MFF’10 review

No One Knows About Persian Cats

By - Oct 2nd, 2010 04:00 am

“Aren’t they leaving Iran in three weeks?” a young Iranian musician asks about Negar and Ashkan at the beginning of the film. That is also the question the audience finds itself asking throughout No One Knows About Persian Cats.

Negar and Ashkan, the film’s young and talented protagonists, want to make and play music freely — but under Iran’s current regime, they encounter many obstacles that prevent them from doing so. The beginning of the film finds the two of them newly released from yet another stint in prison (which is more like a rite of passage for a musician in Iran), and ready to leave the country for a music festival in London — and also for good.

Photo Courtesy of Mijfilm

Bahman Ghobadi and co-writer Roxana Saberi (an imprisoned American-Iranian journalist) skillfully (and secretly) show us the heart and soul of Iran as we are taken on a clandestine tour of the underground music scene in Tehran. Shot without government permission, Ghobadi follows Negar, Ashkan and their tour guide  Nader (a jack of all trades) on their quest to put a band together and find visas and passports so they can play the aforementioned festival.

While this story is fictional, all of the musicians and groups actually exist and all of the stories and events are very much real. Throughout the film there is a sense of claustrophobia as we hear the stories of  musicians who must do what they love in extreme secrecy — one heavy metal group goes as far as practicing in a cowshed– and we watch Negar and Ashkan do their best to fight against the censorship that  many Iranians currently face.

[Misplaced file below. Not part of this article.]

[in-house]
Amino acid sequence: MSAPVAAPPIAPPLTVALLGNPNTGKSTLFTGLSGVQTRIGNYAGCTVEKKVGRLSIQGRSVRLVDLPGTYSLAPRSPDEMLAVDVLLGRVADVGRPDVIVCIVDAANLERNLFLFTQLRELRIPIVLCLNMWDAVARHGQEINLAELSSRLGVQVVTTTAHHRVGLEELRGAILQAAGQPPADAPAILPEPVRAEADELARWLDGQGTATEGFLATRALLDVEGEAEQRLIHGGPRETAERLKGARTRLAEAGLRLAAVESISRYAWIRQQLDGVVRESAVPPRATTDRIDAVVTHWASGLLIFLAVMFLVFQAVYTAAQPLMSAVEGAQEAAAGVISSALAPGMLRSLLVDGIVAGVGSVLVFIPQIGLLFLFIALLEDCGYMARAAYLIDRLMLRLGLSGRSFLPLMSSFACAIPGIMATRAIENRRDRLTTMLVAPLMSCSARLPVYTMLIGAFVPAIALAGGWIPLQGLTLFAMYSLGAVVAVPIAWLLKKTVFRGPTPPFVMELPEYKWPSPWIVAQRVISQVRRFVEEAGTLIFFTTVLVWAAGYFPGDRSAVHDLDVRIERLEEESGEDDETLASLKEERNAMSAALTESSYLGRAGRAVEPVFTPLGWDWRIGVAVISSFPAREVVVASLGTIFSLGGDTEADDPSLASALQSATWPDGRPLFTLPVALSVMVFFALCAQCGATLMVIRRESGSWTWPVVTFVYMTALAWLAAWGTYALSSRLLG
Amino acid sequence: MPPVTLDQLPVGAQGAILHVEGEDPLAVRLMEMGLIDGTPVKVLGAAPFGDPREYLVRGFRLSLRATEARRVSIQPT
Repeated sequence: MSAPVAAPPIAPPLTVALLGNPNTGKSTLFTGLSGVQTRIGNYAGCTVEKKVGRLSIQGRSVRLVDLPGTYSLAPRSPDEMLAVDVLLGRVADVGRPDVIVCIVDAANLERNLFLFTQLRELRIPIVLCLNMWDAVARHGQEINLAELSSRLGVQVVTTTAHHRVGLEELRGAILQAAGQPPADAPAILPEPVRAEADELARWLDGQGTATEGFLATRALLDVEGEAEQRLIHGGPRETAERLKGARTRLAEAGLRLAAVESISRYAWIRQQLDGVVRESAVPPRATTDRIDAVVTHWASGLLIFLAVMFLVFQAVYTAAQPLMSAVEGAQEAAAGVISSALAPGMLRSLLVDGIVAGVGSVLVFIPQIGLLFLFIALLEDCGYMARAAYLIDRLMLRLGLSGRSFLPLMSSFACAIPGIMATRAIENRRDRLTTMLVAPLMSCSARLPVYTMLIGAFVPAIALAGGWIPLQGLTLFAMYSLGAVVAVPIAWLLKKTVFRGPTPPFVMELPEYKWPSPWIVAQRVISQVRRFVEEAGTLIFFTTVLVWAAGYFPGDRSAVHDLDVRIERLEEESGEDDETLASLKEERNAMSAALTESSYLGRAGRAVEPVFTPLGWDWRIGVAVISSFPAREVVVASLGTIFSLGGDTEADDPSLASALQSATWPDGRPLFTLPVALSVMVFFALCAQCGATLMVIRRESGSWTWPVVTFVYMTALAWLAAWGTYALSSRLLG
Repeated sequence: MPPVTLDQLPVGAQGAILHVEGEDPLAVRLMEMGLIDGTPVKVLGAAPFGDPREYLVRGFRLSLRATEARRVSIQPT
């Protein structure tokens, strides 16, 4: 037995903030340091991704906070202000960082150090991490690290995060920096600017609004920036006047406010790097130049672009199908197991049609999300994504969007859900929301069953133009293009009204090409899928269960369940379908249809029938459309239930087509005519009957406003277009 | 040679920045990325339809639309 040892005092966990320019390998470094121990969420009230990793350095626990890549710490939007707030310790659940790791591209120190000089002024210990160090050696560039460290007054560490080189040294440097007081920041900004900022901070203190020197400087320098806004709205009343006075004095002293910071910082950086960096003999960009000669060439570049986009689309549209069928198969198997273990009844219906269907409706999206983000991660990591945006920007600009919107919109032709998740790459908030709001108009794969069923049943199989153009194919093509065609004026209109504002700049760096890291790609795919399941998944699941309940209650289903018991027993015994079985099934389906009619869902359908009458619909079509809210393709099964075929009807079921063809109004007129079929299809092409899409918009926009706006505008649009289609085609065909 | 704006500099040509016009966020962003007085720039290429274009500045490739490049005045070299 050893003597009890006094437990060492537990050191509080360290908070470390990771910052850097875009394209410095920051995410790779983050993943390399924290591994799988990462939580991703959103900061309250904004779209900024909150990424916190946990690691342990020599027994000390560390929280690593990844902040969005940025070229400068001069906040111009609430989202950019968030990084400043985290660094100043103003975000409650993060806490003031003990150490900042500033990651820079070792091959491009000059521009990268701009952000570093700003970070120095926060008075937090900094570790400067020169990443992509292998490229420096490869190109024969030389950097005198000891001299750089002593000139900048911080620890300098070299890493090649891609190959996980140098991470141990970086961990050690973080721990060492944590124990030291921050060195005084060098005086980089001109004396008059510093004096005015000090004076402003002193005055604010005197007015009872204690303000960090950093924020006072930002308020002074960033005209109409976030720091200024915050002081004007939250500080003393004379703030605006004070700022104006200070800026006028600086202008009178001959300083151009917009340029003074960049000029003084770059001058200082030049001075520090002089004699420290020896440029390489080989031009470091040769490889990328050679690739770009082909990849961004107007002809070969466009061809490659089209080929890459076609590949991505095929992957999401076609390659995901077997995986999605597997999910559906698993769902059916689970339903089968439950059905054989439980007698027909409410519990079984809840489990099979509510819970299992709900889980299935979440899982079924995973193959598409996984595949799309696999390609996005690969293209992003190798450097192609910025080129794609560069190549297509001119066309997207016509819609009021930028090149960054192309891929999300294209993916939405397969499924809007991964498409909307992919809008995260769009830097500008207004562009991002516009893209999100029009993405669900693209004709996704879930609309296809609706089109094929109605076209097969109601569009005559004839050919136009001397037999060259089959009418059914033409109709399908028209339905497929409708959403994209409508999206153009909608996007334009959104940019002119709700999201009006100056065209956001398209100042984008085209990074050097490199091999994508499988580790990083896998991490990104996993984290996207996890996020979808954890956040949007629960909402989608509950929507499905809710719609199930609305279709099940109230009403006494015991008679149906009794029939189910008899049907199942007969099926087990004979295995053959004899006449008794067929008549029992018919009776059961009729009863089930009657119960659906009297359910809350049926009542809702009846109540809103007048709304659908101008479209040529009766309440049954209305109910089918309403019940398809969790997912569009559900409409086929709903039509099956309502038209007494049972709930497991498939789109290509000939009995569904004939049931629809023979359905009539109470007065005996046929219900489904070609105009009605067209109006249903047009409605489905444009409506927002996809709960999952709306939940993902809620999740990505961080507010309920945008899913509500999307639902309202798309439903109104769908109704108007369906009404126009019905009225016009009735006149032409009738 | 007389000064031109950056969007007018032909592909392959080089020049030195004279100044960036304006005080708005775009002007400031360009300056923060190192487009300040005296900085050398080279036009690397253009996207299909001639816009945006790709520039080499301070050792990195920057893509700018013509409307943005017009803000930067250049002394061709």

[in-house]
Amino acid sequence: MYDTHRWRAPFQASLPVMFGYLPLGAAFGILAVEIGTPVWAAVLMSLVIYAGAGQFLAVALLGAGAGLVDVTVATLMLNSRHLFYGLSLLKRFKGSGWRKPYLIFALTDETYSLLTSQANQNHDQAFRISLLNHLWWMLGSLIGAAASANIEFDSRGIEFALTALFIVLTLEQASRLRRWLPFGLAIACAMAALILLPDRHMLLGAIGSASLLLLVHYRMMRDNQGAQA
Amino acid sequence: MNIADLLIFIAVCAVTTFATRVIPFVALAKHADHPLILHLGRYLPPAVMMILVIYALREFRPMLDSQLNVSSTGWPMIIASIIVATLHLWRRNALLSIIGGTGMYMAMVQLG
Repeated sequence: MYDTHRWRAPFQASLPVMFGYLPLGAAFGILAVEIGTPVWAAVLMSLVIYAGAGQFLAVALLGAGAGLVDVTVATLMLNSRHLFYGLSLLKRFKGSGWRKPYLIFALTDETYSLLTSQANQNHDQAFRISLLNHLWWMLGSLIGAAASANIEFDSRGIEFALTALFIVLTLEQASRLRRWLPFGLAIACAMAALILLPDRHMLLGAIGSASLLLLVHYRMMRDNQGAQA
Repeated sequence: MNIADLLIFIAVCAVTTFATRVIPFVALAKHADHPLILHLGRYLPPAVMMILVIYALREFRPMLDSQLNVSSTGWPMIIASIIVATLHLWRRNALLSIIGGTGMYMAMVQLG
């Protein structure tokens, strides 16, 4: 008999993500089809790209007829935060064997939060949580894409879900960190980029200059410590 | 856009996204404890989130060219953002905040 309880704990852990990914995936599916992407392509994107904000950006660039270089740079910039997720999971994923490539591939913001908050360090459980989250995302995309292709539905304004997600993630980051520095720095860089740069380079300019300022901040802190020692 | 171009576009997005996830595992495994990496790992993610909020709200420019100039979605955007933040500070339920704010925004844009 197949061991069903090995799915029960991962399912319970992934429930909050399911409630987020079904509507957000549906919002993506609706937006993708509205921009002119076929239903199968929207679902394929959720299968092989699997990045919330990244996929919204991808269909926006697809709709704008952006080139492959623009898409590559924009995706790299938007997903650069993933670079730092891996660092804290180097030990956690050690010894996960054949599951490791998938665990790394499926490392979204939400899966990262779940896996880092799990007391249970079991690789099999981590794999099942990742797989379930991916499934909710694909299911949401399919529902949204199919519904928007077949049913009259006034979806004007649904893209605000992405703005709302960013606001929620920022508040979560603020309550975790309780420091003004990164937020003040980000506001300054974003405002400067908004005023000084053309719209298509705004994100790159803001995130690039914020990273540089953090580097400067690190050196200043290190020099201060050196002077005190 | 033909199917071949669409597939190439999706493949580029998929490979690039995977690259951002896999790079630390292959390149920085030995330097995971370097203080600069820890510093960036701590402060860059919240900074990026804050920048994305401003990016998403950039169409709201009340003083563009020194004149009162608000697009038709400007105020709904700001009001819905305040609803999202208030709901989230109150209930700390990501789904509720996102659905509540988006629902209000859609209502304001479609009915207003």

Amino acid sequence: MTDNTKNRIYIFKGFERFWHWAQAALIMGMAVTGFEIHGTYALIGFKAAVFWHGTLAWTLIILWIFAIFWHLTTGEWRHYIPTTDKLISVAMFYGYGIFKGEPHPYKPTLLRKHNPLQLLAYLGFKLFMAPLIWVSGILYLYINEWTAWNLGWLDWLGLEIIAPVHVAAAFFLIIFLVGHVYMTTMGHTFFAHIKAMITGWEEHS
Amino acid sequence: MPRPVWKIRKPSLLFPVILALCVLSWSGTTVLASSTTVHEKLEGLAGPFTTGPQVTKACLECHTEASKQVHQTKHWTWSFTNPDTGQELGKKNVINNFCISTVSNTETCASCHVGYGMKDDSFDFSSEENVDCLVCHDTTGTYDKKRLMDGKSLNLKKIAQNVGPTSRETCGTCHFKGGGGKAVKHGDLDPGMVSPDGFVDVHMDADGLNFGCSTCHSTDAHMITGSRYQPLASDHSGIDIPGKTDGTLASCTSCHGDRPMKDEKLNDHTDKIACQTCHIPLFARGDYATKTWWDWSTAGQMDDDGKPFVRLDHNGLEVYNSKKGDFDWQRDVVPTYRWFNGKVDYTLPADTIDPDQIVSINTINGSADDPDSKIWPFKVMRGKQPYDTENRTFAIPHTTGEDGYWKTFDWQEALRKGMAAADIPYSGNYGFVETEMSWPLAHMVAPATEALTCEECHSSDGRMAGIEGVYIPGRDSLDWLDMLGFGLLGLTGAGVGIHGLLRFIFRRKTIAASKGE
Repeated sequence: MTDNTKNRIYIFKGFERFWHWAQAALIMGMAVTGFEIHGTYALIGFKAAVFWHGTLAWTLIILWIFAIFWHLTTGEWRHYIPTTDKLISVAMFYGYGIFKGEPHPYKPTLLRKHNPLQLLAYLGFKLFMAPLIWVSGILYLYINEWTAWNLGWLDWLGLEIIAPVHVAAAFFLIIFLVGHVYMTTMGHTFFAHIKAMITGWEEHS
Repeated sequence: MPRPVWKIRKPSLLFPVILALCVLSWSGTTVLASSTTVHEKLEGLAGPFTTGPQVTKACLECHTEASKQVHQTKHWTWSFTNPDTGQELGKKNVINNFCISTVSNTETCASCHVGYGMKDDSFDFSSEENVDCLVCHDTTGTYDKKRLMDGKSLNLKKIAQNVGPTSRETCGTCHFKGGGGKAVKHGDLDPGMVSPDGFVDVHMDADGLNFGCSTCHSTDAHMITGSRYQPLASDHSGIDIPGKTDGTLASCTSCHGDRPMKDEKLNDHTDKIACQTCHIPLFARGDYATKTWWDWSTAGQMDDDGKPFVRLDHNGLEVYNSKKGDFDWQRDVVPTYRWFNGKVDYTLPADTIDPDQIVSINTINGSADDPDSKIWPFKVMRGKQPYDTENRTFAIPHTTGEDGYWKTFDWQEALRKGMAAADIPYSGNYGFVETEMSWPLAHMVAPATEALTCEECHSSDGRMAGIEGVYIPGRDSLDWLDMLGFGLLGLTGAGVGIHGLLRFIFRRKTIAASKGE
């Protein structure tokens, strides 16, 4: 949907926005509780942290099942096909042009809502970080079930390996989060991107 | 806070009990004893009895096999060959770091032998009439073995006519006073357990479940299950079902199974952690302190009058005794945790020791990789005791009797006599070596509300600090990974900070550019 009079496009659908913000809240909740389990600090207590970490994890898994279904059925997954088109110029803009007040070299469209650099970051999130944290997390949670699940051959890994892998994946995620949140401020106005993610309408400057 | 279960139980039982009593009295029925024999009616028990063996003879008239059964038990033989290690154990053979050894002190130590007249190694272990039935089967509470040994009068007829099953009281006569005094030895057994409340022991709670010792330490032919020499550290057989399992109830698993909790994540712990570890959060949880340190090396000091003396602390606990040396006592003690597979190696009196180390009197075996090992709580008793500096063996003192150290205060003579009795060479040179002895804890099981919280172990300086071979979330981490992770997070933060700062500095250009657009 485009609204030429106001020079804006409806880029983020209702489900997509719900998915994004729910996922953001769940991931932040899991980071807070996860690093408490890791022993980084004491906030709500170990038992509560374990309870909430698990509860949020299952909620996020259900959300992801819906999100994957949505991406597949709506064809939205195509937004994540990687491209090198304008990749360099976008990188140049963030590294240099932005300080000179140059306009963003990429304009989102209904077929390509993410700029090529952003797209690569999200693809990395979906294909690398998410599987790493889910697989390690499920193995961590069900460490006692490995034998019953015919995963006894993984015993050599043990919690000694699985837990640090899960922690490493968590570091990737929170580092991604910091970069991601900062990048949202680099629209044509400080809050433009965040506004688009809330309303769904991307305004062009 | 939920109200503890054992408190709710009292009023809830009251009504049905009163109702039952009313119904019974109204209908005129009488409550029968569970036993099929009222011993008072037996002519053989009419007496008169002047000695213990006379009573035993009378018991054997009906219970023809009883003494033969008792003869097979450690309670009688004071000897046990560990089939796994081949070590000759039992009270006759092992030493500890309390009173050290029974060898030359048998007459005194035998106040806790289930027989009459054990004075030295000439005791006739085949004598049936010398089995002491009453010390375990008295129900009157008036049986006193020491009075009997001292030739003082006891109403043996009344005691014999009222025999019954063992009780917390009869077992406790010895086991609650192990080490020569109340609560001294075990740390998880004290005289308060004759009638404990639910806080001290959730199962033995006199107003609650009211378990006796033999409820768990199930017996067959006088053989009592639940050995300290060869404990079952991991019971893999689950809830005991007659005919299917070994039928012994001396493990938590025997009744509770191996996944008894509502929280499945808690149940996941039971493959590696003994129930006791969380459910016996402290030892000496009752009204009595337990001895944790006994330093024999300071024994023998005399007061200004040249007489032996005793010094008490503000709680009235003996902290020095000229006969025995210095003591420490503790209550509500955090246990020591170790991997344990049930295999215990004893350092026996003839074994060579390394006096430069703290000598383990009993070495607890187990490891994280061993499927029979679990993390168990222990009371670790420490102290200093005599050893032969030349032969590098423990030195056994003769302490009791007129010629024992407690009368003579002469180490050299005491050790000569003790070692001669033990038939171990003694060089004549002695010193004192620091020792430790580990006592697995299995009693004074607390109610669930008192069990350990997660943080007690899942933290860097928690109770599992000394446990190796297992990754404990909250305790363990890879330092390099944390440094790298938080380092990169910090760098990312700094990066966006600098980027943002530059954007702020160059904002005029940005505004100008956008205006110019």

What’s truly amazing about this film is how wonderfully they present an eclectic and rich cross-section of society and of music: we see the rich and the poor, and,musically, everything from classical Iranian music to jazz to rock to rap (there’s a great scene of Iranian rapper Hichkas, whose videos you should really look up on Youtube if you get an opportunity).

I might go as far as saying this is one of the more important films of our time. It is an important criticism of political censorship in Iran, and at the same time it is a tragically hopeful celebration of the struggle for creative freedom in the face of possibly dangerous consequences. As an Iranian myself, I also find it to be incredibly important for the rest of the world to see that, despite the current regime, culture is still thriving and modern, and that the Iranian people — especially youth — are just the same as everyone everywhere else. I wish I could show this poignant and powerful film to everyone.  If you leave unmoved…well, then you were probably asleep.

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